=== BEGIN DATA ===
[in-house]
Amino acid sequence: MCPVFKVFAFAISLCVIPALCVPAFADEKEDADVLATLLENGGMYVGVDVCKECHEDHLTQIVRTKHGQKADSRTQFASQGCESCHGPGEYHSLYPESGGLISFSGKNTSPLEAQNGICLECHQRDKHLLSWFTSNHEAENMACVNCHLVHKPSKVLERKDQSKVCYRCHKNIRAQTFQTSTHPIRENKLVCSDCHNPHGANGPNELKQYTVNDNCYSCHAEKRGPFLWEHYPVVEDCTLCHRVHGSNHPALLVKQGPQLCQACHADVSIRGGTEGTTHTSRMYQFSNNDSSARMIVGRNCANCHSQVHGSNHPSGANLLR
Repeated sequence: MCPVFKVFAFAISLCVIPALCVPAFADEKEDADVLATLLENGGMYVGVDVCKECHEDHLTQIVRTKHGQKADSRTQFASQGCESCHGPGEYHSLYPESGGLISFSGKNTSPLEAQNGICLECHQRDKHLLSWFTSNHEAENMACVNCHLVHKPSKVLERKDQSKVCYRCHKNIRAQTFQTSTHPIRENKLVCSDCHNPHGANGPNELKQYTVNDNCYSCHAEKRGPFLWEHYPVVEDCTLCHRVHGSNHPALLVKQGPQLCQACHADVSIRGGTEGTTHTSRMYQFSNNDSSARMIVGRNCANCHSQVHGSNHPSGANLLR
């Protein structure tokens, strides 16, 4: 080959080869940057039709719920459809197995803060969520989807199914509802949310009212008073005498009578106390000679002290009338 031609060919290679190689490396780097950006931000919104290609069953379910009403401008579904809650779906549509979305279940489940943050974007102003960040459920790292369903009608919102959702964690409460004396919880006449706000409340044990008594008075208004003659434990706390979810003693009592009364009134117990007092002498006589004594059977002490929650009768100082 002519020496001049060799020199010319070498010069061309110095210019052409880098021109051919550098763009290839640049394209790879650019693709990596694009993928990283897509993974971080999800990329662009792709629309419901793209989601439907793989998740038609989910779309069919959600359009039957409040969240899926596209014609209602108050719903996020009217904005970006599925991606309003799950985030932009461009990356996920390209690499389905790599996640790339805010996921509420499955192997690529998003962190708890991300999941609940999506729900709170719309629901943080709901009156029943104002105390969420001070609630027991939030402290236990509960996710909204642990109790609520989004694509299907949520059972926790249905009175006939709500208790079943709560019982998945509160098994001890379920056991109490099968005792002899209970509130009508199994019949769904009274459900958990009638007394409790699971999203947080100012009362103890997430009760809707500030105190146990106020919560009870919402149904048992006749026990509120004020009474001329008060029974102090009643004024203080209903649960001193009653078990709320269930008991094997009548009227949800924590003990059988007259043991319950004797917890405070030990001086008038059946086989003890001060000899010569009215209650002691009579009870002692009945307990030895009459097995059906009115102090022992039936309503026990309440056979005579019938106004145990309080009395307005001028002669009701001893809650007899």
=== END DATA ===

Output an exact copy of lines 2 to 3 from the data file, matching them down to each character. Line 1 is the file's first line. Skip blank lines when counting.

Amino acid sequence: MCPVFKVFAFAISLCVIPALCVPAFADEKEDADVLATLLENGGMYVGVDVCKECHEDHLTQIVRTKHGQKADSRTQFASQGCESCHGPGEYHSLYPESGGLISFSGKNTSPLEAQNGICLECHQRDKHLLSWFTSNHEAENMACVNCHLVHKPSKVLERKDQSKVCYRCHKNIRAQTFQTSTHPIRENKLVCSDCHNPHGANGPNELKQYTVNDNCYSCHAEKRGPFLWEHYPVVEDCTLCHRVHGSNHPALLVKQGPQLCQACHADVSIRGGTEGTTHTSRMYQFSNNDSSARMIVGRNCANCHSQVHGSNHPSGANLLR
Repeated sequence: MCPVFKVFAFAISLCVIPALCVPAFADEKEDADVLATLLENGGMYVGVDVCKECHEDHLTQIVRTKHGQKADSRTQFASQGCESCHGPGEYHSLYPESGGLISFSGKNTSPLEAQNGICLECHQRDKHLLSWFTSNHEAENMACVNCHLVHKPSKVLERKDQSKVCYRCHKNIRAQTFQTSTHPIRENKLVCSDCHNPHGANGPNELKQYTVNDNCYSCHAEKRGPFLWEHYPVVEDCTLCHRVHGSNHPALLVKQGPQLCQACHADVSIRGGTEGTTHTSRMYQFSNNDSSARMIVGRNCANCHSQVHGSNHPSGANLLR